Patience, limbo

I wish I was sitting down to write about our fortitude in covering miles even in difficult conditions, about our strength in climbing mountains and navigating treacherous descents, about hiking into New England and everyday getting closer to Maine.

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Instead, I report that we are still off the trail as my ankle heals. We are waiting, patiently as always, for this injury to pass, for our bodies to repair, for our confidence to return.

It’s been three weeks since the injury occurred, and as soon became apparent, it was a pretty serious sprain. Just in the past few days have I been walking unsupported; before that, I relied on crutches and then a cane. We discovered after the first week through trial-by-error that my ankle was not strong enough for backpacking. Pat’s dad picked us up in New York and we spent the next week recuperating at his house in western Massachusetts.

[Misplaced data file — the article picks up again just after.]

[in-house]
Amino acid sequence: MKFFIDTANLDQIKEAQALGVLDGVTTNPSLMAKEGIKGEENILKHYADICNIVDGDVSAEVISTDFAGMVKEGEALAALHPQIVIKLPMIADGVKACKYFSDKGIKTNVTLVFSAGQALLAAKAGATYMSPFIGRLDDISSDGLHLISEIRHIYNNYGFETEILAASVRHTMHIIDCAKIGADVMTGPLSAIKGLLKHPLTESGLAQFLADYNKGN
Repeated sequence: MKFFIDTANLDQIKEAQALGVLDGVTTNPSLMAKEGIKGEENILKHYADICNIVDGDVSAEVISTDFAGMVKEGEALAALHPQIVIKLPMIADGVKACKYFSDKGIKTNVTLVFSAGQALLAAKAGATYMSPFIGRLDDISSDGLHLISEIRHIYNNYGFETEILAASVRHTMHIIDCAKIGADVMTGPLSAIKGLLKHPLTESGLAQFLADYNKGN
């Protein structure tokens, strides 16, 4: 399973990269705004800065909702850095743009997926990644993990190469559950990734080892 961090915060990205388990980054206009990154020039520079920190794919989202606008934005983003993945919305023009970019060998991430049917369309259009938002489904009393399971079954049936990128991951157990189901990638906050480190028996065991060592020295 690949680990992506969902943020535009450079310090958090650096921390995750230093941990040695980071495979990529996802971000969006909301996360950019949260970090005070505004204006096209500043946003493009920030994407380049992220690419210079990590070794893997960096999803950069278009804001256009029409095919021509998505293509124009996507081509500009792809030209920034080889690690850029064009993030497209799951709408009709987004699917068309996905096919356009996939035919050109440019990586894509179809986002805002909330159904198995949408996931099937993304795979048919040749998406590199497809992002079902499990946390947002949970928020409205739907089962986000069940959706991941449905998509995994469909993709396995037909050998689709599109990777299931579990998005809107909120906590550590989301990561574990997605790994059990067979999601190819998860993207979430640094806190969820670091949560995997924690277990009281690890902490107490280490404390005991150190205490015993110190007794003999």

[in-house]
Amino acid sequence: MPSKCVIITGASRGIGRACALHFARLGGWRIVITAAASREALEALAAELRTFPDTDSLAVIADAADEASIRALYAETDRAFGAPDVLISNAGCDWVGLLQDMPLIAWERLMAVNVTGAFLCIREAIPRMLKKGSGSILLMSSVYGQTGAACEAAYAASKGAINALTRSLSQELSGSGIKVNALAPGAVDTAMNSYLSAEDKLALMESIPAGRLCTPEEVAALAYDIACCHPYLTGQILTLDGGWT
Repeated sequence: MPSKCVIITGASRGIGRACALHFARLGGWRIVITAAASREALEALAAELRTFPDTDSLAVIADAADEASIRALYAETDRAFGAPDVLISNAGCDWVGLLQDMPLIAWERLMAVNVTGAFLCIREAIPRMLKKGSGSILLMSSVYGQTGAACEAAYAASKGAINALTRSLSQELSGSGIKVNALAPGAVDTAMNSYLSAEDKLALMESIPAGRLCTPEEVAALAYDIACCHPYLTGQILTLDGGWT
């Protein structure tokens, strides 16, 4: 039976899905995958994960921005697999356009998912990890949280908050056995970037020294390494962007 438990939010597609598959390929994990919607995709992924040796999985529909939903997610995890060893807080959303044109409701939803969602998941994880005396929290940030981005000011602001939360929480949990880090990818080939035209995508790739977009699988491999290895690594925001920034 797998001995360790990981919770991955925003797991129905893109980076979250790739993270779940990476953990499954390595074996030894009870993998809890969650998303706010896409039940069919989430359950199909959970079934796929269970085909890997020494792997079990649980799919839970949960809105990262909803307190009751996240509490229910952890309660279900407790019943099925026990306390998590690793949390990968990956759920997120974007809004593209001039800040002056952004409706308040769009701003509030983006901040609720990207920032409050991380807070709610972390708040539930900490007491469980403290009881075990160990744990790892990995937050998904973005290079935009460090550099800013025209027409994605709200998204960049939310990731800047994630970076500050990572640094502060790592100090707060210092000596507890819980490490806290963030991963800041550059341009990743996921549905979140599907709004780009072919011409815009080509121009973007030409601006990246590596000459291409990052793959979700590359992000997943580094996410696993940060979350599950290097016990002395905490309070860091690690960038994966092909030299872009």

We’ve done a good job of making this forced break more enjoyable by treating it as a semi-vacation. While in New York, we visited with my sister and Pat’s grandfather. While in western Mass., we drove to North Adams to do trail magic and meet up with some of our hiker friends, and to visit my aunt and uncle and cousins near Brattleboro, VT. This past week, we drove to New Hampshire and saw Pat’s mom and friends and squeezed in a few short trips to the beach.

Now we are again taking stock of our food bags, planning resupply points, and packing up our gear. We hope to be back on the trail this week. We did a practice run of sorts, walking a mile to downtown Greenfield and back to the house, and it went well. I walk slowly, hiding my limp.

I recognize that I am perhaps returning to the trail before my ankle has fully healed, but I hope it’s strong enough. I am desperate to keep hiking. I am about 50 miles from having hiked the whole Appalachian Trail. I got off the trail in West Cornwall Bridge, CT, in 2010–I want so badly to get to that spot and start retracing familiar ground as we walk on, ever north. Three weeks of healing, three weeks of limbo–that’s enough. Soon, we will hike on.

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